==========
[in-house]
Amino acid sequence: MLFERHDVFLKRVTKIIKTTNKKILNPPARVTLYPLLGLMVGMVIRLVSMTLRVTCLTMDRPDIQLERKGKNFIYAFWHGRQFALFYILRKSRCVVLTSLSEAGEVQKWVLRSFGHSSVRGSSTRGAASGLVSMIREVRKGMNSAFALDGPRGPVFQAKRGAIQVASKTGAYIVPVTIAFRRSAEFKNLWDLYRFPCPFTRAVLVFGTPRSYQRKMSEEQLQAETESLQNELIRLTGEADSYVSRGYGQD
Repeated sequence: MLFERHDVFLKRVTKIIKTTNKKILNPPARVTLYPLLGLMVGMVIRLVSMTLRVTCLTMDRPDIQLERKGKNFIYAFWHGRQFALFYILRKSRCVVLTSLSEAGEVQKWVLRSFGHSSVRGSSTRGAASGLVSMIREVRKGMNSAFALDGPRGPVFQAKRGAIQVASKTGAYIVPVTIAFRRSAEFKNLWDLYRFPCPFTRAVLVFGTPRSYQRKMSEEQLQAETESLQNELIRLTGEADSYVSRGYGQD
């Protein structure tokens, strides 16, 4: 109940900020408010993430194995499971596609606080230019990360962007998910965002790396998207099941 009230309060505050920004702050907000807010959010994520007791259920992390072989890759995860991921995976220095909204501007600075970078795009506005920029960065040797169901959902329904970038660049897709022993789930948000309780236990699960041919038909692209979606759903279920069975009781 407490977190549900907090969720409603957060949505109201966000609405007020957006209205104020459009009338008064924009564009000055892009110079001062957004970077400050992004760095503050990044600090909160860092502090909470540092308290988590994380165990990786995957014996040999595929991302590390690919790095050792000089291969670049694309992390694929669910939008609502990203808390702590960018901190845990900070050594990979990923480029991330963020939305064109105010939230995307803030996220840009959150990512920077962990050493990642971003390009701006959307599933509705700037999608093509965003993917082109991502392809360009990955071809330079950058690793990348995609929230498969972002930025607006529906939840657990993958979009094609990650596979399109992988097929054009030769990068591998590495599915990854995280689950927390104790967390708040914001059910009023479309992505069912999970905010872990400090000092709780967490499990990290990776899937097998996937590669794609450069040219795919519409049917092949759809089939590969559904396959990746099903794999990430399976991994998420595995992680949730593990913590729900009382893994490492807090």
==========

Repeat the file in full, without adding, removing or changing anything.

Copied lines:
[in-house]
Amino acid sequence: MLFERHDVFLKRVTKIIKTTNKKILNPPARVTLYPLLGLMVGMVIRLVSMTLRVTCLTMDRPDIQLERKGKNFIYAFWHGRQFALFYILRKSRCVVLTSLSEAGEVQKWVLRSFGHSSVRGSSTRGAASGLVSMIREVRKGMNSAFALDGPRGPVFQAKRGAIQVASKTGAYIVPVTIAFRRSAEFKNLWDLYRFPCPFTRAVLVFGTPRSYQRKMSEEQLQAETESLQNELIRLTGEADSYVSRGYGQD
Repeated sequence: MLFERHDVFLKRVTKIIKTTNKKILNPPARVTLYPLLGLMVGMVIRLVSMTLRVTCLTMDRPDIQLERKGKNFIYAFWHGRQFALFYILRKSRCVVLTSLSEAGEVQKWVLRSFGHSSVRGSSTRGAASGLVSMIREVRKGMNSAFALDGPRGPVFQAKRGAIQVASKTGAYIVPVTIAFRRSAEFKNLWDLYRFPCPFTRAVLVFGTPRSYQRKMSEEQLQAETESLQNELIRLTGEADSYVSRGYGQD
């Protein structure tokens, strides 16, 4: 109940900020408010993430194995499971596609606080230019990360962007998910965002790396998207099941 009230309060505050920004702050907000807010959010994520007791259920992390072989890759995860991921995976220095909204501007600075970078795009506005920029960065040797169901959902329904970038660049897709022993789930948000309780236990699960041919038909692209979606759903279920069975009781 407490977190549900907090969720409603957060949505109201966000609405007020957006209205104020459009009338008064924009564009000055892009110079001062957004970077400050992004760095503050990044600090909160860092502090909470540092308290988590994380165990990786995957014996040999595929991302590390690919790095050792000089291969670049694309992390694929669910939008609502990203808390702590960018901190845990900070050594990979990923480029991330963020939305064109105010939230995307803030996220840009959150990512920077962990050493990642971003390009701006959307599933509705700037999608093509965003993917082109991502392809360009990955071809330079950058690793990348995609929230498969972002930025607006529906939840657990993958979009094609990650596979399109992988097929054009030769990068591998590495599915990854995280689950927390104790967390708040914001059910009023479309992505069912999970905010872990400090000092709780967490499990990290990776899937097998996937590669794609450069040219795919519409049917092949759809089939590969559904396959990746099903794999990430399976991994998420595995992680949730593990913590729900009382893994490492807090």